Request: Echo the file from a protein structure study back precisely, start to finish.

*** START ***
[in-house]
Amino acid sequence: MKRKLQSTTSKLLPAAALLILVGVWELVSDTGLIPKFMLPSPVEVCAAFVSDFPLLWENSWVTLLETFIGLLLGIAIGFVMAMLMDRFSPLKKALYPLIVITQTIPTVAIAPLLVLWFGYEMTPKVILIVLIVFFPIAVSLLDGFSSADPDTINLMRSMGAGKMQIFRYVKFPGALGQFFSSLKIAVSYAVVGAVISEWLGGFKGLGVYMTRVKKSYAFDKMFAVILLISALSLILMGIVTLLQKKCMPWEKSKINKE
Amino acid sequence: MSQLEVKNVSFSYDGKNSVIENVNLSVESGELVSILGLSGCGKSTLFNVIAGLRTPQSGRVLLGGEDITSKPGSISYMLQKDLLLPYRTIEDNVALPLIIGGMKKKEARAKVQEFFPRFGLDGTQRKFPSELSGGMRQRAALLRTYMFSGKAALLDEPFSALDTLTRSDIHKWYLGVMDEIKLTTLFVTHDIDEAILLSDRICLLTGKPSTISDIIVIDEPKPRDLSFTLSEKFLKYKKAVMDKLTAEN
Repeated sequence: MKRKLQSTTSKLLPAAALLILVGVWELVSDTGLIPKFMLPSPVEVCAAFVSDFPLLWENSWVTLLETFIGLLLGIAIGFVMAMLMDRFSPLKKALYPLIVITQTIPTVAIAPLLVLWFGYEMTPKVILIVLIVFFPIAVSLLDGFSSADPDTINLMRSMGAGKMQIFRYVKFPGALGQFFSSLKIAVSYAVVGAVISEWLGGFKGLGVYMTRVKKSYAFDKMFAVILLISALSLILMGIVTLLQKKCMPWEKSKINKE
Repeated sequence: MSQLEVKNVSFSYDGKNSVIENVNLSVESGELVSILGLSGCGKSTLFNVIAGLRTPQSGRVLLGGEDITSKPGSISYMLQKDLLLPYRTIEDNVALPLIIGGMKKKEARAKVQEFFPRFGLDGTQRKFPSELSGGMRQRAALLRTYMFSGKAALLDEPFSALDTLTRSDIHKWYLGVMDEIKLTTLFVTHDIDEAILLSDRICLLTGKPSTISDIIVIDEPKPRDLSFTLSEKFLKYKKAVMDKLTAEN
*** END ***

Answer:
[in-house]
Amino acid sequence: MKRKLQSTTSKLLPAAALLILVGVWELVSDTGLIPKFMLPSPVEVCAAFVSDFPLLWENSWVTLLETFIGLLLGIAIGFVMAMLMDRFSPLKKALYPLIVITQTIPTVAIAPLLVLWFGYEMTPKVILIVLIVFFPIAVSLLDGFSSADPDTINLMRSMGAGKMQIFRYVKFPGALGQFFSSLKIAVSYAVVGAVISEWLGGFKGLGVYMTRVKKSYAFDKMFAVILLISALSLILMGIVTLLQKKCMPWEKSKINKE
Amino acid sequence: MSQLEVKNVSFSYDGKNSVIENVNLSVESGELVSILGLSGCGKSTLFNVIAGLRTPQSGRVLLGGEDITSKPGSISYMLQKDLLLPYRTIEDNVALPLIIGGMKKKEARAKVQEFFPRFGLDGTQRKFPSELSGGMRQRAALLRTYMFSGKAALLDEPFSALDTLTRSDIHKWYLGVMDEIKLTTLFVTHDIDEAILLSDRICLLTGKPSTISDIIVIDEPKPRDLSFTLSEKFLKYKKAVMDKLTAEN
Repeated sequence: MKRKLQSTTSKLLPAAALLILVGVWELVSDTGLIPKFMLPSPVEVCAAFVSDFPLLWENSWVTLLETFIGLLLGIAIGFVMAMLMDRFSPLKKALYPLIVITQTIPTVAIAPLLVLWFGYEMTPKVILIVLIVFFPIAVSLLDGFSSADPDTINLMRSMGAGKMQIFRYVKFPGALGQFFSSLKIAVSYAVVGAVISEWLGGFKGLGVYMTRVKKSYAFDKMFAVILLISALSLILMGIVTLLQKKCMPWEKSKINKE
Repeated sequence: MSQLEVKNVSFSYDGKNSVIENVNLSVESGELVSILGLSGCGKSTLFNVIAGLRTPQSGRVLLGGEDITSKPGSISYMLQKDLLLPYRTIEDNVALPLIIGGMKKKEARAKVQEFFPRFGLDGTQRKFPSELSGGMRQRAALLRTYMFSGKAALLDEPFSALDTLTRSDIHKWYLGVMDEIKLTTLFVTHDIDEAILLSDRICLLTGKPSTISDIIVIDEPKPRDLSFTLSEKFLKYKKAVMDKLTAEN